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« How Can You Learn If You Can’t Read? | Main | A Journey to Homeschooling »

September 09, 2007

Comments

Jackie

Wow Christine, what an informative post! We are considering piano lessons next year so your post came at just the right time for us. I love all the details about Ezra--I can just picture a little guy with a ukulele and a drumstick--I hope you took lots of pictures! Thanks for sharing your experience.

Daniels Counter

Friends of mine recently started the Suzuki Method on there 2 1/2 year old. Frankly I was shocked. Regardless how many good things are said out this, and the fact that critique is by en large absent, and knowing that his parents are middle class achievers, I fear the worst for the little boy. I myself am MSC qualified sports coach and I had to go rigorous ethical training let by a former gymnast Olympian trainer. She and others questioned the entire industry of pushing one talent how ever ethically it is being taught. I am also a musician and I agree that music can act a language surrogate, but frankly even the fact that the child is requesting to play and learning by repetition does not negate the clear directions of the carers or parents. Instead children should be able to experience as many different things as possible. Choice of a single expertise is something that should not even be discussed before the age of 17 or 18, never mind at 2 and a half. This is my gut feeling, and had I had time I would take the time and research it properly. Nice child friendly teachers or not, the question is if in the concentration on one thing (a violine, pianon or similar) middle class parents are denying their children wholesome development .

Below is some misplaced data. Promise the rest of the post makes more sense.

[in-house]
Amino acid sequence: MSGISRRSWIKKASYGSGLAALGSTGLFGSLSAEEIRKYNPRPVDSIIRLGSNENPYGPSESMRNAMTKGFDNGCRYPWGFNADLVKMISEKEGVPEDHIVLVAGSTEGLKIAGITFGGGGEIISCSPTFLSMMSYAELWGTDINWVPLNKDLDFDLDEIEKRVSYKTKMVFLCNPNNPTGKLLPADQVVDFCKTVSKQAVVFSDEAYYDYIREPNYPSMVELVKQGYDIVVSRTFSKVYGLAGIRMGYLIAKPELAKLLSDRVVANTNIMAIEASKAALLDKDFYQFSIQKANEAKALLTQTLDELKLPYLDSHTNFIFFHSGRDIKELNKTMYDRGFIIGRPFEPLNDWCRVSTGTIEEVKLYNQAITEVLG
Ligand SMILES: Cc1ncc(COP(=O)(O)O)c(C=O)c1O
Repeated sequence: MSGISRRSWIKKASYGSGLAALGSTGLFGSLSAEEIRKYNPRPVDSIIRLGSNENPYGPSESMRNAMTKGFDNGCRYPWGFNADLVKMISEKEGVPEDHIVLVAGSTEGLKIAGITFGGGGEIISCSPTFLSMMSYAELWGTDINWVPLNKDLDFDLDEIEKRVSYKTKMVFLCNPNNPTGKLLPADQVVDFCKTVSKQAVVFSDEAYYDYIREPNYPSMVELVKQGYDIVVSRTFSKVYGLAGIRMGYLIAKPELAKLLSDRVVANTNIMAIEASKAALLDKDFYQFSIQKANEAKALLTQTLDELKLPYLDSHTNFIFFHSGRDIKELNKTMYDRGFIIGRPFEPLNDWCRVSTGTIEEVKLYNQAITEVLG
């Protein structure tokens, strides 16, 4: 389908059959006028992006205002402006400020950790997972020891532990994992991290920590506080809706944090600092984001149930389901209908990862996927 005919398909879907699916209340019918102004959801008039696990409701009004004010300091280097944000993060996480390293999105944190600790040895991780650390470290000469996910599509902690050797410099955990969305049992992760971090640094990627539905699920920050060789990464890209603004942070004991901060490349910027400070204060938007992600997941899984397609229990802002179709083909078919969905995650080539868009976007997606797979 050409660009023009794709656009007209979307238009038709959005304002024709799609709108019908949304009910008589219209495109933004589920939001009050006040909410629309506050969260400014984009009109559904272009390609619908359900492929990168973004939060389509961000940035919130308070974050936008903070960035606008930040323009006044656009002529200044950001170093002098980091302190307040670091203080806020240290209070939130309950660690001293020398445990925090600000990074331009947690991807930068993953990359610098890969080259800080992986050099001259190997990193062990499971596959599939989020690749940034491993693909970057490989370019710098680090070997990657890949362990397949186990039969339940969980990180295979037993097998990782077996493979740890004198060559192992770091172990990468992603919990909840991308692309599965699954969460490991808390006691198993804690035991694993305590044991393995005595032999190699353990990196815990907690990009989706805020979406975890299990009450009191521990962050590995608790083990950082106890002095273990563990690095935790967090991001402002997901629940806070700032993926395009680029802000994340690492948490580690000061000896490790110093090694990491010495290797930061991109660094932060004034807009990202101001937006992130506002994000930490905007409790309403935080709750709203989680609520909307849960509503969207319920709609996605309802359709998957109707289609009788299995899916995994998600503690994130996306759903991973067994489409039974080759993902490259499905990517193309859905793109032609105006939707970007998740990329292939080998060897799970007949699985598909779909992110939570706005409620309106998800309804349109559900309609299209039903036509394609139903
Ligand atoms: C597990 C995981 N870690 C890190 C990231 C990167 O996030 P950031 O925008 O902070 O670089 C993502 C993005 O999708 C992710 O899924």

Only one thing I do believe is true, that is that the focus on reading only is one that also begs questioning. We have a high amount of dyslexia in al societies, and is simply because instructions by a book are a new human evolutionary development. Most skills for most people on earth through the longest time of humans evolution was through personal instruction, imitation and repetition. So on that scale Suzuki was right, but it is hardly a miraculous discovery, just an antithesis to 19th century European education values, which Japan as a matter of fact took pain to introduce as it raced to modernize in that period.

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